I spend too much time making games and not enough playing them, so I’ve decided to start writing a semi-regular piece on games that I’ve recently played. Hopefully they will force me to think about them and encourage me to play more! See previous ones here.
Paratopic is an excellent low-fi indie horror game that lasts around 40 minutes. It’s exactly the kind of game that fits in well with my routine right now- something I can complete easily in one sitting, impactful and interesting. The following will contain some mild spoilers. For such a short game, I consider almost anything a spoiler, so I’d highly recommend you go buy and play it before reading!
I’m not a great fan of horror games or even many films in the sense that I don’t tend to seek out scary experiences. The shining (ha) examples of the genre I do actually really love though- Rosemary’s Baby is a personal favorite. I can appreciate a creeping sense of dread or atmospheric uneasiness much more than I can jump scares, gore, or anything that ventures too far into the supernatural. Paratopic fits in the former category perfectly.
Continuing the cinematic comparisons, Paratopic uses jump cuts to break up its scenes akin to ‘Thirty Flights of Loving’ or ‘Virginia’. It melds perfectly with the horror theme by taking some control away from the player in a way that doesn’t feel unnatural, while letting the game designers control pacing. It’s effective because instead of being frustrated with being forced into something you don’t choose as a player, you immediately want to engage with your new environment. There’s no cognitive downtime. It also means you (usually) don’t have to worry about finding the right path through a map, and thankfully Paratopic doesn’t over-rely on sudden jump cuts for cheap scares.
It also breaks up its story of 3 different characters with them, with not much in the way of explanation. At first, it feels like a collection of scenes mashed together and can be confusing for even most of the game, but the more you experience the more the pieces fit together. It’s non-linear narrative design with roots in cinema and literature that works to great effect here.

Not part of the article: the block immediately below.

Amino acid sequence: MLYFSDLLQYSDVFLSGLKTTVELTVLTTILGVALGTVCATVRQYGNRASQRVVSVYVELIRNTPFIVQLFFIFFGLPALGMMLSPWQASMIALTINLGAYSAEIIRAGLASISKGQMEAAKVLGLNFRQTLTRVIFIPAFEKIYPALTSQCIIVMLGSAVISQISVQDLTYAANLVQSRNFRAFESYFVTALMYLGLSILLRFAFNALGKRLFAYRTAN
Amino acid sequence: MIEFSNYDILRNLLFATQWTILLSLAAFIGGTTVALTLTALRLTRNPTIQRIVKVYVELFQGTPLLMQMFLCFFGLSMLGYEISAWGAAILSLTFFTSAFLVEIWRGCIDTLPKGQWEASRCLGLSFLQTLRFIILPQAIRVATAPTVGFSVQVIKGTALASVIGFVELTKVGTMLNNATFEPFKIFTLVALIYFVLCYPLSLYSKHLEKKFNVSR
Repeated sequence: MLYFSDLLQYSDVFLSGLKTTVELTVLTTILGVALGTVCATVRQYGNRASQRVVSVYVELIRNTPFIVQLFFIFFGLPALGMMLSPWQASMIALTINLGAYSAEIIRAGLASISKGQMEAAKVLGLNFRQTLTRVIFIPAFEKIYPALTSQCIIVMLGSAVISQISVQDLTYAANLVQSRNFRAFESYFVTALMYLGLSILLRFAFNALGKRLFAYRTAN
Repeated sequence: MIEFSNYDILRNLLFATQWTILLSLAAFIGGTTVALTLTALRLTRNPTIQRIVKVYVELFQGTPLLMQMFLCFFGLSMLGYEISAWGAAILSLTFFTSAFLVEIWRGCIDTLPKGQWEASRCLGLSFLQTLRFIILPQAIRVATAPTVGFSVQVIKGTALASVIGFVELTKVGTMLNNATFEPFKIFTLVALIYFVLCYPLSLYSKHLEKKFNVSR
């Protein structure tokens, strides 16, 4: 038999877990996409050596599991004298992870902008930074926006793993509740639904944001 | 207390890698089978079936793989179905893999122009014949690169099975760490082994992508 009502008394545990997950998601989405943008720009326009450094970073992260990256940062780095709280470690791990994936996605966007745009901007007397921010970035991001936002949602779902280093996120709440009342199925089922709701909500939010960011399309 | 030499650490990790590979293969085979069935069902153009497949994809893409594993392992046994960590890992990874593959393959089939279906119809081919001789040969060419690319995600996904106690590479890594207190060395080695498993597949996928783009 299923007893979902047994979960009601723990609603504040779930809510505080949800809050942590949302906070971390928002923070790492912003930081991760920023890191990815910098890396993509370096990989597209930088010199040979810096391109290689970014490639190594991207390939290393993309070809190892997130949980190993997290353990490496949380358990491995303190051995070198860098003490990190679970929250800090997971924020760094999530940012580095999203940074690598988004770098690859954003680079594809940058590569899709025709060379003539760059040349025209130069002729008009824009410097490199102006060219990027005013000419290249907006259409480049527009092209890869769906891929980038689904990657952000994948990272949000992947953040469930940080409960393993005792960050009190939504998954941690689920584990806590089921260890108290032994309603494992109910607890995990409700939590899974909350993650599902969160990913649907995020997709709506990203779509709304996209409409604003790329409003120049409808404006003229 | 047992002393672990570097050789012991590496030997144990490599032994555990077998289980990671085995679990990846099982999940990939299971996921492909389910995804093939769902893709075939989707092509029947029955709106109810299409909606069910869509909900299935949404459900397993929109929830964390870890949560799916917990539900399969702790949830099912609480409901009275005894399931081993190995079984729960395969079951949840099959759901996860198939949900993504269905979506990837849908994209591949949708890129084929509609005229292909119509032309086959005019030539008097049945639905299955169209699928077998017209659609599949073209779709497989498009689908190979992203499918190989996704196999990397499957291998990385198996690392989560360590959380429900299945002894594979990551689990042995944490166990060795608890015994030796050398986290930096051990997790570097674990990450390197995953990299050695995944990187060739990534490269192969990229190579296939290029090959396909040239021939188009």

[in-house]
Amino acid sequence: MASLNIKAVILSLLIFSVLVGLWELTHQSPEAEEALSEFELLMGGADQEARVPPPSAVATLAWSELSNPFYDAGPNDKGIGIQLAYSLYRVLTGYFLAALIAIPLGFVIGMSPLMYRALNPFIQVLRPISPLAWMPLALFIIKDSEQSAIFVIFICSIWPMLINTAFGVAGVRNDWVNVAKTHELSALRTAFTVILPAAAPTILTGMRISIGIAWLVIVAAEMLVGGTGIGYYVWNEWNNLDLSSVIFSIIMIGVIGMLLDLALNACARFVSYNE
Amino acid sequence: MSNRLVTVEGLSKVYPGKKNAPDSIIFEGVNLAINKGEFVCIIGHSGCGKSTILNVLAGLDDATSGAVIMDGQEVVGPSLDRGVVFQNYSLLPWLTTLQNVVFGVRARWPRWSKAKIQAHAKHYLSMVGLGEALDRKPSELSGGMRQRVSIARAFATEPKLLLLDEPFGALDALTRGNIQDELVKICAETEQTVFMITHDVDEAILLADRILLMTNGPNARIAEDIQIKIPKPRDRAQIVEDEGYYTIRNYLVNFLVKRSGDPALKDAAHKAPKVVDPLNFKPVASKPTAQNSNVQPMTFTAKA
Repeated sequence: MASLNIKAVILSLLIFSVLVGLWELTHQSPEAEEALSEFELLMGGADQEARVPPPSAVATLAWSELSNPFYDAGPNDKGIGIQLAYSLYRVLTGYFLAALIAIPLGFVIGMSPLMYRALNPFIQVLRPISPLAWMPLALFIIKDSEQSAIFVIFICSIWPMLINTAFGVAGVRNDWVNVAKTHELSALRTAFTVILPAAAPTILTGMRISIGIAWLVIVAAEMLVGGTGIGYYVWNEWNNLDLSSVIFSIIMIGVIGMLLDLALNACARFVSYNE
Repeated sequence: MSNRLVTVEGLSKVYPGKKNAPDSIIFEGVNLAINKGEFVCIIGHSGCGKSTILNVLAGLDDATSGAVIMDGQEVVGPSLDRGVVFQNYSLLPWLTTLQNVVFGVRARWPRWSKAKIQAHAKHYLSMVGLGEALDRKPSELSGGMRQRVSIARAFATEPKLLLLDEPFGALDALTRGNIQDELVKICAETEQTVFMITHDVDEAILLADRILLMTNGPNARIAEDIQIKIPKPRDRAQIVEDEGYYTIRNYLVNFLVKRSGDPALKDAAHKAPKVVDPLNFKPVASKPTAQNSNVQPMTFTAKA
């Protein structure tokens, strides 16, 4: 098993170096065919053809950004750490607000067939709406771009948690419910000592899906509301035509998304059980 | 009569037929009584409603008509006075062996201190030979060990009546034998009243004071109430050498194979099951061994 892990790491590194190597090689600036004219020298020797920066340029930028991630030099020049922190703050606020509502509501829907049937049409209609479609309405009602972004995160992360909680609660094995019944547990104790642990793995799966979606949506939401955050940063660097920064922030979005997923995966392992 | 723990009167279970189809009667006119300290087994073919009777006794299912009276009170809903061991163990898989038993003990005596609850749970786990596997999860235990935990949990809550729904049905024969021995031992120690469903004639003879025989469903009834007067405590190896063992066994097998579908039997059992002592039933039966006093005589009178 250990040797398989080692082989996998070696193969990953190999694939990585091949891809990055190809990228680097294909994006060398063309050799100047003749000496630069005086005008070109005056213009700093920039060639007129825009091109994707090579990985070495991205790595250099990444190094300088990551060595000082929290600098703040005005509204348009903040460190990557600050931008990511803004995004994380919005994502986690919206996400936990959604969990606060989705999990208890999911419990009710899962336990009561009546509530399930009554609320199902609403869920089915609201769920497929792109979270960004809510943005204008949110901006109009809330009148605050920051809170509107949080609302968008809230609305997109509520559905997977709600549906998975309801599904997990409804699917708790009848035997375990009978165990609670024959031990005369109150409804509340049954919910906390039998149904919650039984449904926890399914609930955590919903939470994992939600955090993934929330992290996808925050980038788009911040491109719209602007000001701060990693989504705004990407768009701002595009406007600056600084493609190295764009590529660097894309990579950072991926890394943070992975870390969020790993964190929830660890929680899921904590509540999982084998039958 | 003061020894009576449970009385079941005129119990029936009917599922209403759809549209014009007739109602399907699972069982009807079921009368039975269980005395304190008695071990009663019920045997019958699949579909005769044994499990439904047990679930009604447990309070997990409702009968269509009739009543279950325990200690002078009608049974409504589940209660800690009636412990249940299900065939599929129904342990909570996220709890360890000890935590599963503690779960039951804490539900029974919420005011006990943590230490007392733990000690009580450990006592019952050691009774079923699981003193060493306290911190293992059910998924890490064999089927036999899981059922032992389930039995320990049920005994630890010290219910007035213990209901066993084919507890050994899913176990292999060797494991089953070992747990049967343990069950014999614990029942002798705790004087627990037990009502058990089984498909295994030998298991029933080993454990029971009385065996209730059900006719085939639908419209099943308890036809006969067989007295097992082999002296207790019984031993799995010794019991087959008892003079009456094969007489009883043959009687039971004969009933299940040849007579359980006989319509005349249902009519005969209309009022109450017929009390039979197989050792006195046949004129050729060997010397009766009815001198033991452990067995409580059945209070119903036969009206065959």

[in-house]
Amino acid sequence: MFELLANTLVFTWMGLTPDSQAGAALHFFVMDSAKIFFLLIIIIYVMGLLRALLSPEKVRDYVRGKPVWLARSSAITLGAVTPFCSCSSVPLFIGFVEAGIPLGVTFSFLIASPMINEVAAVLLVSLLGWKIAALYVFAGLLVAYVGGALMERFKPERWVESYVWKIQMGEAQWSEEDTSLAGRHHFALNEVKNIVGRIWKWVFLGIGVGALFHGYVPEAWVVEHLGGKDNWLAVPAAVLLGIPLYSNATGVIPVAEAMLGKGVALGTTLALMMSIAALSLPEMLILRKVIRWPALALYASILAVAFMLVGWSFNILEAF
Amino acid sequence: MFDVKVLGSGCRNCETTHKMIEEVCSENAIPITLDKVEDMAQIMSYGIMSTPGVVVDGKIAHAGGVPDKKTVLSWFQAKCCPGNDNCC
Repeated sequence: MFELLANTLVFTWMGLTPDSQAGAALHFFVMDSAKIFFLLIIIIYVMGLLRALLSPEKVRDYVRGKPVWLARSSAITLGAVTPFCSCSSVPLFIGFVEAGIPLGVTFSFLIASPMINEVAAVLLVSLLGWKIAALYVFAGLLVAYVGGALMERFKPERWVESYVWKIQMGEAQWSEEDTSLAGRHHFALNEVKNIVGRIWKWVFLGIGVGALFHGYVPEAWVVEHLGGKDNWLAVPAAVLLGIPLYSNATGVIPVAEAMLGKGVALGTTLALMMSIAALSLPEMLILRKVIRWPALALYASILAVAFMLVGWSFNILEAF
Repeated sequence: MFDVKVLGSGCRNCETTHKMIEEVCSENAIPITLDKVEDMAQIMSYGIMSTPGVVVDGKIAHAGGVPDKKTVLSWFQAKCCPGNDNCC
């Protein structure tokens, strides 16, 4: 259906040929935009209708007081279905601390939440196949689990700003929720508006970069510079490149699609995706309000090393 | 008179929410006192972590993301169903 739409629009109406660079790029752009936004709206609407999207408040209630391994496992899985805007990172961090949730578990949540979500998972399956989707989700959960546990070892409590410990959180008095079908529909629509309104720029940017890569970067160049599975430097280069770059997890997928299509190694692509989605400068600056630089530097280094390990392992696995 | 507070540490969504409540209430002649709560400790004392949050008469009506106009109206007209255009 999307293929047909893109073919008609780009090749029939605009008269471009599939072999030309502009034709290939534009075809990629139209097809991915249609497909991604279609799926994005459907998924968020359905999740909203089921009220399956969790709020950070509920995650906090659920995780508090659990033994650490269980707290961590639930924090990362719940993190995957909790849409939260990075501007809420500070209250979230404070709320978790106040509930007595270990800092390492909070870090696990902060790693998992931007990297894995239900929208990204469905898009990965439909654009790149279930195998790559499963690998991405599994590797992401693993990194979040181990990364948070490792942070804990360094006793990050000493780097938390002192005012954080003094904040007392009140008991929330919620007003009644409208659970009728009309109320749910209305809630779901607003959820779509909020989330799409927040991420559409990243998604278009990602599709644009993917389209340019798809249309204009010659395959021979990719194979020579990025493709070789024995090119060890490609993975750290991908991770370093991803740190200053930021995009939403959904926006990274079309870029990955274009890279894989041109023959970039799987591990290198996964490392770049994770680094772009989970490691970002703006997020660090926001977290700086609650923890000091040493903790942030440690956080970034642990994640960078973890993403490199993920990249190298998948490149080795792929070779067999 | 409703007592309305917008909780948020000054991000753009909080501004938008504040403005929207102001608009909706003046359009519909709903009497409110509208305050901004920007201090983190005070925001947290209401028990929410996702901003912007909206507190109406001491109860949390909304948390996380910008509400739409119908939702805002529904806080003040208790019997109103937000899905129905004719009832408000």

The low-fidelity look and feel of the game is perfect for the genre. It’s so effective here because it so firmly lodges itself in the trough of the uncanny valley: The characters are visibly human but jumbled up enough to spark a strong sense of uneasiness. The resolution of one character’s face even angrily changes right before your eyes. Haunting.
The game’s environments match its characters: A delightfully dingy mix of run-down buildings, apartments, and industrial sites. Smokey, echo-y rooms with chequered floors and high ceilings: Apartments with hints of a long-faded glory, now completely dilapidated. Dodgy, dimly-lit gas station convenience stores, with dodgier attendants. Everywhere feels lonely, forgotten and broken. Everything is pea soup green.
The sound design is as low-fi as the visuals in all the best ways. Voices are garbled and slightly robotic, just about recognizably human but equally nonsensical. Sometimes they’ll skip like your computer’s about to blue screen. Even the subtitles pulsate and alter shape like they’re going to contort into something sinister. The music is also another high point- I get some strong retro horror vibes from it- Twin Peaks meets John Carpenter.
The car driving sequences stretch on a little long. They do a good job of immersing you into the world, and with that turquoise lighting and blood sky are maybe even the prettiest parts of the game. I also think they’re important for communicating the journey the characters take. Trouble is, first time around at least, they leave you wondering if you’re missing something: ‘Am I supposed to be ‘triggering’ the next scene somehow? Is there something I’ve missed?’ It appears you simply have to wait them out. There is a cool subtle thing the game does with them that I’ll avoid spoiling here, but ultimately I think they could do with being a bit shorter. When the next scene does arrive though, it comes as a bit of a relief- reminding you that the pacing of the game is out of your hands. I can imagine enjoying them more second time around, knowing that they are passive.
I hope I get to return to the world of Paratopic one day, as it’s firmly lodged itself in my memory. It’s a young sub-genre of indie game that’s really found its feet over the last few years: An experience rather than a game, that’s arguably closer to film. I just wish we had a better name for this than ‘walking simulator’. Paratopic is a memorable example of whatever you want to call it, and one I would highly recommend. More than anything though, it’s made me want to create my own short experience.